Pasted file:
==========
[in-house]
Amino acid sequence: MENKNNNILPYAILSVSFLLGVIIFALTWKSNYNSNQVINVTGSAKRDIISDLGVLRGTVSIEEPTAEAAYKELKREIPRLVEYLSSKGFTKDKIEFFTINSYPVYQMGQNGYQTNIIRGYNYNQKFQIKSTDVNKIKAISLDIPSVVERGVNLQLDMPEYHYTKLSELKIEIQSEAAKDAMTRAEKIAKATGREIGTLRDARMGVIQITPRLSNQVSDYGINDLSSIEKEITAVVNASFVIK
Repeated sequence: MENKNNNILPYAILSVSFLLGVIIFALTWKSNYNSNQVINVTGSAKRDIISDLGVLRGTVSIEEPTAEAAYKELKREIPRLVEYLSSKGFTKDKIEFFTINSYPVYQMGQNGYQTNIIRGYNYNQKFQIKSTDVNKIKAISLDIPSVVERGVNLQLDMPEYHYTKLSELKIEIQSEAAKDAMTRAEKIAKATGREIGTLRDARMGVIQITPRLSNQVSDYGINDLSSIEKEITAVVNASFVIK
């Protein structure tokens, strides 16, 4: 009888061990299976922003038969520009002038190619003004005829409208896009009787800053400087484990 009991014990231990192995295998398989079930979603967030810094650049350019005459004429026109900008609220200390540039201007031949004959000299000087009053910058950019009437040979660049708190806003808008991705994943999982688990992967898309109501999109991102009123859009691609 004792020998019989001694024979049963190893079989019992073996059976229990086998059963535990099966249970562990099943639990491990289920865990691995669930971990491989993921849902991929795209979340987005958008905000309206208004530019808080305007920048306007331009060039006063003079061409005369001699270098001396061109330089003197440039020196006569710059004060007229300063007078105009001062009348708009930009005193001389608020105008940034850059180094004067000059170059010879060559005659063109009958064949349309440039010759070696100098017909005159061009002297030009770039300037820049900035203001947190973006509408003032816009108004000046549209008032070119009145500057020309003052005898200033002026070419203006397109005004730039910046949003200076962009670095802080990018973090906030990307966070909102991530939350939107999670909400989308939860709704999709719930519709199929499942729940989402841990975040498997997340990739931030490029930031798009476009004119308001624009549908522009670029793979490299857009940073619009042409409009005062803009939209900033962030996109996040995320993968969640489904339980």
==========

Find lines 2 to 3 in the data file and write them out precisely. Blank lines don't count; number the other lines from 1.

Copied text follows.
Amino acid sequence: MENKNNNILPYAILSVSFLLGVIIFALTWKSNYNSNQVINVTGSAKRDIISDLGVLRGTVSIEEPTAEAAYKELKREIPRLVEYLSSKGFTKDKIEFFTINSYPVYQMGQNGYQTNIIRGYNYNQKFQIKSTDVNKIKAISLDIPSVVERGVNLQLDMPEYHYTKLSELKIEIQSEAAKDAMTRAEKIAKATGREIGTLRDARMGVIQITPRLSNQVSDYGINDLSSIEKEITAVVNASFVIK
Repeated sequence: MENKNNNILPYAILSVSFLLGVIIFALTWKSNYNSNQVINVTGSAKRDIISDLGVLRGTVSIEEPTAEAAYKELKREIPRLVEYLSSKGFTKDKIEFFTINSYPVYQMGQNGYQTNIIRGYNYNQKFQIKSTDVNKIKAISLDIPSVVERGVNLQLDMPEYHYTKLSELKIEIQSEAAKDAMTRAEKIAKATGREIGTLRDARMGVIQITPRLSNQVSDYGINDLSSIEKEITAVVNASFVIK